The annual jazz competition for young musicians, which featured saxophonists in 2013, was a bit predictable — at least in the semifinal round. But given the particular displays of talent on stage, is that necessarily a bad thing?
From time to time, we hear a recording or concert which merits comment and deserves to be passed along. Here are our recommendations and reviews of new releases and goings-on in jazz today, with as many opportunities for preview listening as we can provide.
From church services to arguments at the table, the jazz musician finds himself drawn to the music of the everyday. His debut album, Live Today, is anchored in jazz grooves and layered with influences from hip-hop to gospel.
This summer has seen plenty of worthwhile jazz, including a pianist who's been around since the '50s, a Caribbean jazzman, a band of deliberate melody, and a cover from The Jungle Book. Sample recordings from Harold Mabern, Etienne Charles, the band Black Host and Lauren Desberg.
The blend of flute and vibraphone or marimba brings a transparent, sparkling quality — light and listenable, but permitting depth and mystery. On new albums, Nicole Mitchell and Anna Webber harness this energy, which has a surprisingly rich history
Veteran jazz masters "Killer" Ray Appleton and Barry Altschul have issued fine new albums this year. Both in their early 70s, it's clear they draw from extensive experience. So how might that translate to making music that's fun to listen to?
It's a festival with everything between international headliners and relative unknowns, intricately-plotted compositions and completely free improvisation, high-concept one-offs and bands shaped over decades. See photos from the nine-year-old marathon of new bands and repertoires in New York.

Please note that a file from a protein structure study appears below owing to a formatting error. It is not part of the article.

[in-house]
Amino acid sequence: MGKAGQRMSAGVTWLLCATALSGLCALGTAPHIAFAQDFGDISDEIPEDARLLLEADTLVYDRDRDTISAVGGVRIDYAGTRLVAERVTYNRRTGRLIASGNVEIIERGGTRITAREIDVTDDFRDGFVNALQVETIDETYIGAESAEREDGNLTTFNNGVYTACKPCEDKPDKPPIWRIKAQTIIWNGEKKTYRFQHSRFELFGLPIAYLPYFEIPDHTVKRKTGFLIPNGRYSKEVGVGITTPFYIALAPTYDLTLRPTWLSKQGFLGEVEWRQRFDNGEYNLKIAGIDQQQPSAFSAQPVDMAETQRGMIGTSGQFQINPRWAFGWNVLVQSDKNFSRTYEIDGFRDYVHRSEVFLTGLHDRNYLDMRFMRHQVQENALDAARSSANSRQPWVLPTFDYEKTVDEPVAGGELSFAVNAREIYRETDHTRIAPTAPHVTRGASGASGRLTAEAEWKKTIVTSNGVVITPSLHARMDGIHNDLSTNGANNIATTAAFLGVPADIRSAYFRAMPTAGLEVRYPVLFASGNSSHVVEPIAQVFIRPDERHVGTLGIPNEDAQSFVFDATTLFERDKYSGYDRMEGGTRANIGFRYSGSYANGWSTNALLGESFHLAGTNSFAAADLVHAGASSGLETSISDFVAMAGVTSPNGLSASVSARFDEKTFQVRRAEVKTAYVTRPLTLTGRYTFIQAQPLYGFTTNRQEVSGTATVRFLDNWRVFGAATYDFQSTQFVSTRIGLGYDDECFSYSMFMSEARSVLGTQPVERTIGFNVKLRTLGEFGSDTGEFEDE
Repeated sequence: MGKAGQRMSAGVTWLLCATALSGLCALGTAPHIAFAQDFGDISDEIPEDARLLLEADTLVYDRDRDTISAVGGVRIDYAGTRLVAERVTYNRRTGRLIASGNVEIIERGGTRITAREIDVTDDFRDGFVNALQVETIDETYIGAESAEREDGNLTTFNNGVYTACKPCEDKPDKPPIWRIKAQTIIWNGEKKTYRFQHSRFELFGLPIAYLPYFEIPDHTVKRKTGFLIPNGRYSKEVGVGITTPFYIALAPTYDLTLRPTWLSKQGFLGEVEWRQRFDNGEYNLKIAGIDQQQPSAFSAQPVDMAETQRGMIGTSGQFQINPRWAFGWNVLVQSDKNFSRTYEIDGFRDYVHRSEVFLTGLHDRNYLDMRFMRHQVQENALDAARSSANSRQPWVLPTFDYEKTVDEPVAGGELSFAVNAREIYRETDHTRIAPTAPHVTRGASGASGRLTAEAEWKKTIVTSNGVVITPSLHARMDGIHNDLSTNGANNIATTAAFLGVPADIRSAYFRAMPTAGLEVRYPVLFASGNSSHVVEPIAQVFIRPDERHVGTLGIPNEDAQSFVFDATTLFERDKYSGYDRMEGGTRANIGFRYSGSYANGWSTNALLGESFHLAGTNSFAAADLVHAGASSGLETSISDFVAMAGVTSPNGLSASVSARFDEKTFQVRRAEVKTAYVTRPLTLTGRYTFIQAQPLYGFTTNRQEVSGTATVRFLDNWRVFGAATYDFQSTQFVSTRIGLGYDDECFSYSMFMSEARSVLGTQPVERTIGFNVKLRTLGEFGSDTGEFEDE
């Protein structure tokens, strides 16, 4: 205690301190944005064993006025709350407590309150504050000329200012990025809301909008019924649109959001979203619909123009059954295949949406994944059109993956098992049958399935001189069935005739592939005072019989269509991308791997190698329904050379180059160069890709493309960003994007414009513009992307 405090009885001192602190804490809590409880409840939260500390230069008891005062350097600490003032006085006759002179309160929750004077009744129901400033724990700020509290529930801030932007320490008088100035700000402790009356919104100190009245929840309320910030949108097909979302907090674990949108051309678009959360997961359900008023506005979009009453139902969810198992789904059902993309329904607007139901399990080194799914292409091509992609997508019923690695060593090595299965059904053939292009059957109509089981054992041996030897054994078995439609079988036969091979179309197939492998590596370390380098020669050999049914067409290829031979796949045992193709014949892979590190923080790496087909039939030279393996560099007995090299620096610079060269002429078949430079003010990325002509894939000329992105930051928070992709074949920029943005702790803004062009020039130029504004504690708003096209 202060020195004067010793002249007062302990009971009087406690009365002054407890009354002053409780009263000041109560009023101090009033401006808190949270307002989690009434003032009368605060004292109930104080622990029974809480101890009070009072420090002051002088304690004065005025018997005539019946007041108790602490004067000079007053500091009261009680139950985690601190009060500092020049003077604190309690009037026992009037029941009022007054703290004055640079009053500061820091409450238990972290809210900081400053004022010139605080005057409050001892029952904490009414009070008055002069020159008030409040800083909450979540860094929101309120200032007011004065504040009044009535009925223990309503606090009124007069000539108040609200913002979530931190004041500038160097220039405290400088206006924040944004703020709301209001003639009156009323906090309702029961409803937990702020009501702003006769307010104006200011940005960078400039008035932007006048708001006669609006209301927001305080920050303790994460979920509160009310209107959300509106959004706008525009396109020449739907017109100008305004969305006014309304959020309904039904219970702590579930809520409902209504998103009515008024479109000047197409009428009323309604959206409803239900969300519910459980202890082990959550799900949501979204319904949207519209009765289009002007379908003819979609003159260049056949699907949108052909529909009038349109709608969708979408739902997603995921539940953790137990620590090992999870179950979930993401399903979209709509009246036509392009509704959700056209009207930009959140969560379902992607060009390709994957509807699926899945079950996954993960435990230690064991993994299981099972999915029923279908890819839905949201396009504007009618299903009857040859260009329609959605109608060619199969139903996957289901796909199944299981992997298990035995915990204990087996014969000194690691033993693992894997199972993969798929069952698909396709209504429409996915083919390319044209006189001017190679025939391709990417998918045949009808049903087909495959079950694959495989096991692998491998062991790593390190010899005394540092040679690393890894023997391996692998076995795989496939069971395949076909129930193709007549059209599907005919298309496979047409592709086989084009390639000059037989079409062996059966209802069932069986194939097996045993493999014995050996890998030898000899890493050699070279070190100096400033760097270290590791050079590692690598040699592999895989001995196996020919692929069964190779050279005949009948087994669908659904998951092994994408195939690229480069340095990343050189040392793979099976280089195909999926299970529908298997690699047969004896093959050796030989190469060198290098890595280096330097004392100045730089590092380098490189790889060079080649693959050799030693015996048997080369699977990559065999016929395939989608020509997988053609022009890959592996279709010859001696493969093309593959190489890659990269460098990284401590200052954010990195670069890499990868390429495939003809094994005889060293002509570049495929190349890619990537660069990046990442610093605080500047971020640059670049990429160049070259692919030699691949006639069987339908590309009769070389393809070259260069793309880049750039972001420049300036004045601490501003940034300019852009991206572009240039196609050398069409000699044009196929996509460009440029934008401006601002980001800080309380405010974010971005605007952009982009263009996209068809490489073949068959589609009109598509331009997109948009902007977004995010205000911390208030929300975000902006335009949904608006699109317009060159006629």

The new year's major releases so far feature a few living legends and a lot of drummers in charge. Here's a preview of some records which will be talked about by jazz aficionados, including new efforts from Chris Potter, Darcy James Argue and Wayne Shorter.
WBGOA lot can happen in six years. For one young New York-based jazz trumpeter, losses in the family and gains in musical maturity were enough to inspire a new album, End of an Era. He and his band visited WBGO's studios for this in-studio recording.
WBGOGary Walker, music director of WBGO in Newark, highlights the pianist's take on a Miles Davis classic.
Matt Fleeger of KMHD in Portland, Ore., highlights the British trombone player's new album.
KXJZGary G. Vercelli of California's Capital Public Radio finds the jazz guitarist covering a Coltrane classic.
Henry Cole's debut album is an Afrobeat party — which isn't that far removed from his jazz style.
Music videos from Now vs. Now and Third World Love convey the movement imperative of a groove.
A new video from vocalist and songwriter Gregory Porter literally dances around unrequited love.
If you were looking for an aesthetic on her new record, think '80s Wayne Shorter.